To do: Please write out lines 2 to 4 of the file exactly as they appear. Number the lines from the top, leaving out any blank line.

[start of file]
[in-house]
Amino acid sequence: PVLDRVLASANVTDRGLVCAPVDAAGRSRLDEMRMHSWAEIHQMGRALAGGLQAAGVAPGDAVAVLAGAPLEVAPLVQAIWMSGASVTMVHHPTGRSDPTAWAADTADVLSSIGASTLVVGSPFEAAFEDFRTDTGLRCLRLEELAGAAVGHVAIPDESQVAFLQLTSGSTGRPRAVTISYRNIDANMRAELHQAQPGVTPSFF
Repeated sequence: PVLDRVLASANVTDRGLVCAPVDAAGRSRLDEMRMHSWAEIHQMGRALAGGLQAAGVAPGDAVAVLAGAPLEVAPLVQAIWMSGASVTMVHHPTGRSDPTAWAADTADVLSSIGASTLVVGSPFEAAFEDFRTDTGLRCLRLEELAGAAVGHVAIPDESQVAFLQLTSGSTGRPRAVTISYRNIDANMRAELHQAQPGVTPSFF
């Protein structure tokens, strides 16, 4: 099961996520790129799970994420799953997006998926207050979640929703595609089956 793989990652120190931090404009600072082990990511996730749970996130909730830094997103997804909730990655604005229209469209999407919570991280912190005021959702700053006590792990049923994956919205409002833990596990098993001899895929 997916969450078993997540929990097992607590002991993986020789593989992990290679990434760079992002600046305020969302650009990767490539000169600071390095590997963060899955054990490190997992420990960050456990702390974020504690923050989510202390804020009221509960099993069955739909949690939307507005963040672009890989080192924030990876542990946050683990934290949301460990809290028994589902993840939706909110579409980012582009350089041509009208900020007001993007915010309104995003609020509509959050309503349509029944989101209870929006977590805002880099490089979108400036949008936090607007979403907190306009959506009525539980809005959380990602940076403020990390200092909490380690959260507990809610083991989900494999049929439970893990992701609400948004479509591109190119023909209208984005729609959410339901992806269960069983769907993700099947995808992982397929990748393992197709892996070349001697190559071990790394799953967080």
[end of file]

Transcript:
Amino acid sequence: PVLDRVLASANVTDRGLVCAPVDAAGRSRLDEMRMHSWAEIHQMGRALAGGLQAAGVAPGDAVAVLAGAPLEVAPLVQAIWMSGASVTMVHHPTGRSDPTAWAADTADVLSSIGASTLVVGSPFEAAFEDFRTDTGLRCLRLEELAGAAVGHVAIPDESQVAFLQLTSGSTGRPRAVTISYRNIDANMRAELHQAQPGVTPSFF
Repeated sequence: PVLDRVLASANVTDRGLVCAPVDAAGRSRLDEMRMHSWAEIHQMGRALAGGLQAAGVAPGDAVAVLAGAPLEVAPLVQAIWMSGASVTMVHHPTGRSDPTAWAADTADVLSSIGASTLVVGSPFEAAFEDFRTDTGLRCLRLEELAGAAVGHVAIPDESQVAFLQLTSGSTGRPRAVTISYRNIDANMRAELHQAQPGVTPSFF
């Protein structure tokens, strides 16, 4: 099961996520790129799970994420799953997006998926207050979640929703595609089956 793989990652120190931090404009600072082990990511996730749970996130909730830094997103997804909730990655604005229209469209999407919570991280912190005021959702700053006590792990049923994956919205409002833990596990098993001899895929 997916969450078993997540929990097992607590002991993986020789593989992990290679990434760079992002600046305020969302650009990767490539000169600071390095590997963060899955054990490190997992420990960050456990702390974020504690923050989510202390804020009221509960099993069955739909949690939307507005963040672009890989080192924030990876542990946050683990934290949301460990809290028994589902993840939706909110579409980012582009350089041509009208900020007001993007915010309104995003609020509509959050309503349509029944989101209870929006977590805002880099490089979108400036949008936090607007979403907190306009959506009525539980809005959380990602940076403020990390200092909490380690959260507990809610083991989900494999049929439970893990992701609400948004479509591109190119023909209208984005729609959410339901992806269960069983769907993700099947995808992982397929990748393992197709892996070349001697190559071990790394799953967080």